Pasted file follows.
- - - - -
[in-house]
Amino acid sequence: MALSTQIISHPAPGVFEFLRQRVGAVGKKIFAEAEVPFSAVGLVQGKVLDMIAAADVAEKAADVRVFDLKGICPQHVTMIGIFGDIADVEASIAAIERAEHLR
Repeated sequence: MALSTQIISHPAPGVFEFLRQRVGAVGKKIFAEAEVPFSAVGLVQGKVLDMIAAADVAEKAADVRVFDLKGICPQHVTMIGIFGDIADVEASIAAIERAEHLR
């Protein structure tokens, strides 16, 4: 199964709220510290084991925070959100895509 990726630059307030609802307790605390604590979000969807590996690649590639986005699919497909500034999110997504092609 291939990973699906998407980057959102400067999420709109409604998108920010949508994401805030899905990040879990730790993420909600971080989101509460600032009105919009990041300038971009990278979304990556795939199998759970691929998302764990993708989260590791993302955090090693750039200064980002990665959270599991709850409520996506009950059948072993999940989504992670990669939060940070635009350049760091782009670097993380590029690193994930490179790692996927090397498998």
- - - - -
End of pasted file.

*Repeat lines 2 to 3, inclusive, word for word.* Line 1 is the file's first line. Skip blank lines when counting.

Amino acid sequence: MALSTQIISHPAPGVFEFLRQRVGAVGKKIFAEAEVPFSAVGLVQGKVLDMIAAADVAEKAADVRVFDLKGICPQHVTMIGIFGDIADVEASIAAIERAEHLR
Repeated sequence: MALSTQIISHPAPGVFEFLRQRVGAVGKKIFAEAEVPFSAVGLVQGKVLDMIAAADVAEKAADVRVFDLKGICPQHVTMIGIFGDIADVEASIAAIERAEHLR